“And my class all of a sudden popped up. ‘LGBTQ’ was on the board, ‘lesbian,’ and all the different words coming out there. And I sat back and said, ‘Let’s review.’ So, the last year and a half of ‘inclusive’ education came alive in my classroom.”

Strong told her workshop attendees that her “new little friend” is now a devoted champion of diversity. She boasted how he was the one in her class to count down the days to the pro-homosexual Day of Pink that took place earlier this month. When Strong took a photo of all the children wearing pink shirts in her classroom, she said the boy requested to be in the front.

She isn’t interested in presenting both sides of the argument, or persuading grown adults like Dr. Ryan T. Anderson. She wants to go after children with stories that make her side look a certain way, stories that cannot be challenged or refuted by children. And with no opt-out or notification for parents, because parents have to be kept in the dark. Parents just get to pay to feed and clothe and shelter the children – but what they think is decided by teachers with an agenda. This indoctrination against the values of parents is taxpayer-funded. With no opt-out.  This is the “big government” that so many young evangelicals support.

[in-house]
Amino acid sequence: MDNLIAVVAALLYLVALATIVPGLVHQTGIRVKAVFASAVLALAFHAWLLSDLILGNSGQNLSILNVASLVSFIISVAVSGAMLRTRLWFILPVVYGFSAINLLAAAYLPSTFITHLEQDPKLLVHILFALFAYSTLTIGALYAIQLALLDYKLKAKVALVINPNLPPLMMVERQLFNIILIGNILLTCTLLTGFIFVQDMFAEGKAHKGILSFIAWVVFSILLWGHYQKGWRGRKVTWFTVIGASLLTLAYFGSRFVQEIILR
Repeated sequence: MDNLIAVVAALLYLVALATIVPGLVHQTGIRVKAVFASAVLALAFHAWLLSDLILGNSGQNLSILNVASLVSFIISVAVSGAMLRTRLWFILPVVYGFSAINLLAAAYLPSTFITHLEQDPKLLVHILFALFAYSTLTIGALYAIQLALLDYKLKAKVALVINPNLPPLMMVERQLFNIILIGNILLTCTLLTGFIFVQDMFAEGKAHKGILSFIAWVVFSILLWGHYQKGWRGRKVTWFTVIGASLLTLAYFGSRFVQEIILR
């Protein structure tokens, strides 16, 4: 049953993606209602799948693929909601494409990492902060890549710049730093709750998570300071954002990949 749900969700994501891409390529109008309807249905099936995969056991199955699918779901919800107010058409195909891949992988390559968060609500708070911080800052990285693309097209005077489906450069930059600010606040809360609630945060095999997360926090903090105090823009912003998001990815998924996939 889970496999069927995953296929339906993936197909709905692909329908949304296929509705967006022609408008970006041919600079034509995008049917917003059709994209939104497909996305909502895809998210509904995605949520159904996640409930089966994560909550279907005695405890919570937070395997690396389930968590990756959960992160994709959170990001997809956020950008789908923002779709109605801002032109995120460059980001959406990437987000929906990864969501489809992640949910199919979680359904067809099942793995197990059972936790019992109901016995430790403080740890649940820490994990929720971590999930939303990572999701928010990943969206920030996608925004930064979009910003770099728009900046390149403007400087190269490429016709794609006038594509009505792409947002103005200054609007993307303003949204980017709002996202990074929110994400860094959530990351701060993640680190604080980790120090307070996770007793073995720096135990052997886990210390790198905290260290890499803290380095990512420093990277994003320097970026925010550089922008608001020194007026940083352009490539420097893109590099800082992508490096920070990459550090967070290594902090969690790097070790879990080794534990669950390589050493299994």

This is why I am concerned about finding a wife who understands these things and takes them seriously enough to make a plan to deal with it. I have had Christian women who responded to this challenge from the schools by telling me that they intended to entrust the children to daycare and secular schools so they could focus on careers, travel, buying bling, etc. I try to show them studies showing how children are affected by daycare, homeschooling, etc. Usually, it’s like banging your head against a brick wall. It’s almost as if they have to  get their way on these things even though they have not studied these things themselves. They have to find a way to escape from any responsibilities to others so they can be free to do what feels good to them.